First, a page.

The oldest video surveillance systems involved constant monitoring because there is no way to record and store the information. The roll-out of the media allowed recording from surveillance cameras. These systems requireda manual change of the magnetic strips, which was a time consuming, costly and uncertain process, the operator having to manually screw the tape onto the roll by a recorder on an empty pickup drum. Because of these shortcomings, video surveillance was not widespread. VCR technology became available in the 1970s, facilitating recording and deletion of information, and the use of video surveillance has become more common.
In the 1990s, digital multiplexing was developed to allow multiple cameras to be recorded at the same time as recording at intervals and motion detection. This increased time and money savings, which led to an increase in the use of CCTV. CCTV technology has recently been improved through a shift to Internet-based products and systems as well as other technological developments.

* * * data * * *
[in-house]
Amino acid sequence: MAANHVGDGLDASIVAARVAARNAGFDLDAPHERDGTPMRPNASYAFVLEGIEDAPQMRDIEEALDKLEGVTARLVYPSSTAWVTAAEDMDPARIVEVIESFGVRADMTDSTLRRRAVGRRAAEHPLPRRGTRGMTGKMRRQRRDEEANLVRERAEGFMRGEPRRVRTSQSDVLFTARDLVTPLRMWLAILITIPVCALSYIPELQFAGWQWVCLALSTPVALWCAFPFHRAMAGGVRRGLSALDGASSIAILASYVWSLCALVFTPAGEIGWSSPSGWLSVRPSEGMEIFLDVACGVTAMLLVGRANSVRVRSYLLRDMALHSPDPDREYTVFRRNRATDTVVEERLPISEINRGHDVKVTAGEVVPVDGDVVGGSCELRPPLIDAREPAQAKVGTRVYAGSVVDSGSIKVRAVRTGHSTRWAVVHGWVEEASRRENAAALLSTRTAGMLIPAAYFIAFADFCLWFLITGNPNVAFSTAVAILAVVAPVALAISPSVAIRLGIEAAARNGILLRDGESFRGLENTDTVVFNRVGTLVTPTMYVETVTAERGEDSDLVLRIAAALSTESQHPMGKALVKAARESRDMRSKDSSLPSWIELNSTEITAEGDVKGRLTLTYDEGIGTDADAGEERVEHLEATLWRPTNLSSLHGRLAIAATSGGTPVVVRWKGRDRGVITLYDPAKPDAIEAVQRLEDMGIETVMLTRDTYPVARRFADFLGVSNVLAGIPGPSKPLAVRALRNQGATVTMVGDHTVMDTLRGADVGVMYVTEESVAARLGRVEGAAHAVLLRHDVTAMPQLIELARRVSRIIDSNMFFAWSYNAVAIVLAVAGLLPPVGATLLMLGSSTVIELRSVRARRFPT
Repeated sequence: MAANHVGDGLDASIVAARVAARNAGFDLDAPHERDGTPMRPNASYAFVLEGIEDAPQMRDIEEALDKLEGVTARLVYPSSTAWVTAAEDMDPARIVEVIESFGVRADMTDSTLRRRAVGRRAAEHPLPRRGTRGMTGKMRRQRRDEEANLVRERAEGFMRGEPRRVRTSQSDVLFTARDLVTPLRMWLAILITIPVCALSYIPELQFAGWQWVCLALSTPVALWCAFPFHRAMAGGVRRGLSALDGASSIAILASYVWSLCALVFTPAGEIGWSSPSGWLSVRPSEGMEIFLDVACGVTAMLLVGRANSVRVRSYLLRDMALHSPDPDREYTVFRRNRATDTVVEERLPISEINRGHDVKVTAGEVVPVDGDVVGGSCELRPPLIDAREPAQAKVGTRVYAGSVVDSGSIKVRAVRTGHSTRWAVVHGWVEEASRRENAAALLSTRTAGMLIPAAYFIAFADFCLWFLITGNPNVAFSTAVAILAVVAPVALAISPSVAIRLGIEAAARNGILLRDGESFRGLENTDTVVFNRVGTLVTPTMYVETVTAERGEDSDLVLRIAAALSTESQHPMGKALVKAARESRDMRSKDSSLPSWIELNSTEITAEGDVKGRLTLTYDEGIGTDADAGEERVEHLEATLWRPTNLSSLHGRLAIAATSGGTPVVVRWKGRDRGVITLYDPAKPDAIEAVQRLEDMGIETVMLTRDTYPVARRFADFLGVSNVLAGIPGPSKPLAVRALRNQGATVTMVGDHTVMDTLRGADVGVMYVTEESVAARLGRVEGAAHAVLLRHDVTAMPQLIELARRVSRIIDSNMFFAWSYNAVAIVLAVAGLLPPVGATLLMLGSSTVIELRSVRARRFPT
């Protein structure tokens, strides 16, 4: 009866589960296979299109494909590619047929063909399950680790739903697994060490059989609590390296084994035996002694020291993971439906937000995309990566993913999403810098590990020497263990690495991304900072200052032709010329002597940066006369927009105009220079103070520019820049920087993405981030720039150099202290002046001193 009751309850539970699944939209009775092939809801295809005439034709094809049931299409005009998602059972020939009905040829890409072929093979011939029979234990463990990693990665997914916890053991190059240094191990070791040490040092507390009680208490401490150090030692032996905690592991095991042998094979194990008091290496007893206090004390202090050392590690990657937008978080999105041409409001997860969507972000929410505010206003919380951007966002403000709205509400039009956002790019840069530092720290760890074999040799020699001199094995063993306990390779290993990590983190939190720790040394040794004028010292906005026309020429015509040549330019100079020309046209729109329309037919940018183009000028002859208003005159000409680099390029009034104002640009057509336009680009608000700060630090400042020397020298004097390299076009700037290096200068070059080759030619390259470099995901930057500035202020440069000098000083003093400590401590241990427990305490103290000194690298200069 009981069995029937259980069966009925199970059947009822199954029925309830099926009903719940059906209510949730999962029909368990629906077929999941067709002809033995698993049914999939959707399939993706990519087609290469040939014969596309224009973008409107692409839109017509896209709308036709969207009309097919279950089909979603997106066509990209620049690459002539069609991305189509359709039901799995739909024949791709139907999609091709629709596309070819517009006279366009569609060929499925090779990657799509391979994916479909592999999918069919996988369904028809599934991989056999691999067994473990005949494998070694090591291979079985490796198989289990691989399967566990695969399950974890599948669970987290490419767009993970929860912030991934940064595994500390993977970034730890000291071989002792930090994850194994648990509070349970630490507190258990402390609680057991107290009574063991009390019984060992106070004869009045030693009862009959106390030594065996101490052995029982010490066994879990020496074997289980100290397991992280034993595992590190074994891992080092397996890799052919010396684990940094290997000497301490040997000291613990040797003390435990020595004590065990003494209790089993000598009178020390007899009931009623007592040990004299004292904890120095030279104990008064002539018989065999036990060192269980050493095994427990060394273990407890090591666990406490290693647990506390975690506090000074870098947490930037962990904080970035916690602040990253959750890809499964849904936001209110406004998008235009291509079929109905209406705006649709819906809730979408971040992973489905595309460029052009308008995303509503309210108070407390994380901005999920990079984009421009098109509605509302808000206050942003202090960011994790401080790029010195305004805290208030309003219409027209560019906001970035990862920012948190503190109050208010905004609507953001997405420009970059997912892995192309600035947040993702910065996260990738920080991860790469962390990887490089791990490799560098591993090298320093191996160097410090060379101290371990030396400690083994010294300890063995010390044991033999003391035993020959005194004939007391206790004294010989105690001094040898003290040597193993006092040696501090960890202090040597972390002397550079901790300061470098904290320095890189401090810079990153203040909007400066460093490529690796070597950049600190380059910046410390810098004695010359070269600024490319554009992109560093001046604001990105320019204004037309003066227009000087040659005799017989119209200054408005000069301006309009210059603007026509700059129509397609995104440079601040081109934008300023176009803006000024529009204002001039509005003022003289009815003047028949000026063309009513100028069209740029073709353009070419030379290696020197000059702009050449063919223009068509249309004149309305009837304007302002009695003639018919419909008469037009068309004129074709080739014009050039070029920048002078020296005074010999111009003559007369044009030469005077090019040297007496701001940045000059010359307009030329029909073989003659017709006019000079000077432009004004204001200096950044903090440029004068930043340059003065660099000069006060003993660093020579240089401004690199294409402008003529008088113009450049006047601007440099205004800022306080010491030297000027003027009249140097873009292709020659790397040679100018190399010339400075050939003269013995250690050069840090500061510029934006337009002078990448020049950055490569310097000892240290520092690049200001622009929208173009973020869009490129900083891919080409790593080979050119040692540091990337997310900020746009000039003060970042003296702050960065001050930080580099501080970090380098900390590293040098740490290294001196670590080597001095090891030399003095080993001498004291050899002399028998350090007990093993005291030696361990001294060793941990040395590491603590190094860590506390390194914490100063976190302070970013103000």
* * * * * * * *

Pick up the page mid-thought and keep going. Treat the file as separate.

In September 1968, Olean, New York was the first city in the United States to install video cameras along the main business street in an effort to fight crime. Another early appearance was in 1973 in Times Square in New York City. The New York Police Department installed rooms in order to discourage crime in the area; however, the crime rate did not seem to fall much because of the cameras. However, during the 1980s, video surveillance began to spread across the country, targeting in particular public areas. It was seen as a cheaper way to discourage crime than the increase in the size of police departments. Some businesses, especially those who have been prone to theft, have begun to use video surveillance systems.